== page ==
“Letter writing is the only device for combining solitude with good company.”
– Lord Byron
Do you make time to hand-write letters? I have piles of stationary that I used to adore writing on, but now these delightful pieces of artful ephemera seem to collect a whole lot of dust since everything has become digital.
I’d love to get back to the fine art of letter writing, but time and energy have taken this once-adored task away from me. Hmmm, I should find a way to get back to it. My kids, on the other hand, will write and make letters for just about anything. No occasion necessary. I’m inspired by this desire to connect with loved ones through their art and words.
Couldn’t we all use a little more connection in our lives?
And that brings me to this…my mother-in-law is a saint on earth.
She’s always putting other people above her own interests and loves my children with all her heart. I’m a lucky one, I know. The other day, this sweet card arrived in the mail from her, and my four-year old couldn’t stop talking about it.
After investigating the mechanics of the card, N wanted to make her own version…as a thank you card for her grandmother’s card. Awwww.
Note to all the grandparents out there: I promise you that the little things you do for your grandchildren do not go unnoticed. Keep on giving of yourselves and the rewards will come back to you.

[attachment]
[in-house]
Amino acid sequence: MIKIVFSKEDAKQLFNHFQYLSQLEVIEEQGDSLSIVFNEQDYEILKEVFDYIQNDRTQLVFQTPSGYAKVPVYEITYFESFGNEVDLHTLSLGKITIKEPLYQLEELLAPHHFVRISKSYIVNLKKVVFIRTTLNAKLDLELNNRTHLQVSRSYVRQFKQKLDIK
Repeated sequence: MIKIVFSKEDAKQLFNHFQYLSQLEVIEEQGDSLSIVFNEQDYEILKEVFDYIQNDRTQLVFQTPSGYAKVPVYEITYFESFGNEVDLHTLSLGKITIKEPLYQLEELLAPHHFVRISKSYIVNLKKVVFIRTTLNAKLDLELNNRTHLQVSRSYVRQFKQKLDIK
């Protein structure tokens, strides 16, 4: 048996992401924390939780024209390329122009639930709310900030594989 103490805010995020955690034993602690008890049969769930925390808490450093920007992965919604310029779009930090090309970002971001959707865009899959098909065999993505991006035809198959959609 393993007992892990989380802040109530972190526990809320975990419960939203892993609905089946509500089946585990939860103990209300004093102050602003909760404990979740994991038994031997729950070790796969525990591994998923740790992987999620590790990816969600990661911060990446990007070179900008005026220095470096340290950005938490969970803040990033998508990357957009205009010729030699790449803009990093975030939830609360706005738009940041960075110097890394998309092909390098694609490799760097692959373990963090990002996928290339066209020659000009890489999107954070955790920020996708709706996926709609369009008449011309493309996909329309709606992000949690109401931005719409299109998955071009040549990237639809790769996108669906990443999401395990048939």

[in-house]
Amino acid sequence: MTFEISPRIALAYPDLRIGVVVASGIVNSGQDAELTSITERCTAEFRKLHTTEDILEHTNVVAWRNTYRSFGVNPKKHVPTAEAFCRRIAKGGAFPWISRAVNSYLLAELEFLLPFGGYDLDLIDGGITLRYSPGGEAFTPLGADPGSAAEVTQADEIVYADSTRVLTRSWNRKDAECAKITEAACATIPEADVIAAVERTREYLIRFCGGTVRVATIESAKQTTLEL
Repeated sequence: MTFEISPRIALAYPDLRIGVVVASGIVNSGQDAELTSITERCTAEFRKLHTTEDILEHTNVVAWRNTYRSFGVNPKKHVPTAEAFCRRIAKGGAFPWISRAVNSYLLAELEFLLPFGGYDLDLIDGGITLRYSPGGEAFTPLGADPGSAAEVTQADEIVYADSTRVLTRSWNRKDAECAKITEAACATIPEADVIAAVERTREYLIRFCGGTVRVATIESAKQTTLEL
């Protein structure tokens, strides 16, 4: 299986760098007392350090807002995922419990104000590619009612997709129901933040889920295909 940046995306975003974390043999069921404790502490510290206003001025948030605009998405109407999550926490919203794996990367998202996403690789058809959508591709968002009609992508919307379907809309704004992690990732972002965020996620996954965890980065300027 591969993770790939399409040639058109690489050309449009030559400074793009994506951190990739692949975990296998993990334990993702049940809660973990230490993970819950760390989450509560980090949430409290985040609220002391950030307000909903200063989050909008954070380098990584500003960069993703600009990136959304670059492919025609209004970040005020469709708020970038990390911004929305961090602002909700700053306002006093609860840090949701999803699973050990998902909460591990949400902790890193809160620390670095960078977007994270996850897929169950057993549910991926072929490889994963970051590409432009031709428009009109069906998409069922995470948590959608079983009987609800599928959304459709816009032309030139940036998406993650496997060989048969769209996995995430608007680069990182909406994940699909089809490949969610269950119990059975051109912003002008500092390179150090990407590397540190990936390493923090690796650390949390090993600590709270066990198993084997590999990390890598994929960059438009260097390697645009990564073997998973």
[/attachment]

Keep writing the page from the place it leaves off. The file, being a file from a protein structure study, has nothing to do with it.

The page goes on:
We talked about how the card had two folds, and the front of it had a cut-out shape. N asked me to help her cut a shape out of the first panel, and thankfully she requested a simple heart.
Maybe you noticed the cute little backwards “N” up there. My daughter has decided that this is how N’s are written, and there’s no changing her mind. She’s strong-minded, and I love that about her.
For making cut-outs, you could also use squeeze punches like these. We recently picked up a few of these awesome Fiskars Squeeze Punches at the craft store, and they would be great for making these peek-a-boo cards in bulk. I was first introduced to this tool at my kids’ preschool, and I noticed that most four-year olds can handle them independently. They take a little bit of muscle — too much for my 2.5 year old and they’re too large for her smaller hands — but older kids love these things!
A few words of love and some more decorations, and then the card is ready for mailing!
With Father’s Day just around the corner, you might want to give this homemade card a go for the amazing dads in your life.
More homemade card projects
Press your own flowers, and make them into beautiful cards
Make pounded flower cards, like these bookmarks
A question for you…
Do you make handmade cards? Can you tell me about the last piece of personal mail that you sent or received? Do you have a memory of receiving a special gift, mail, or package from a grandparent?
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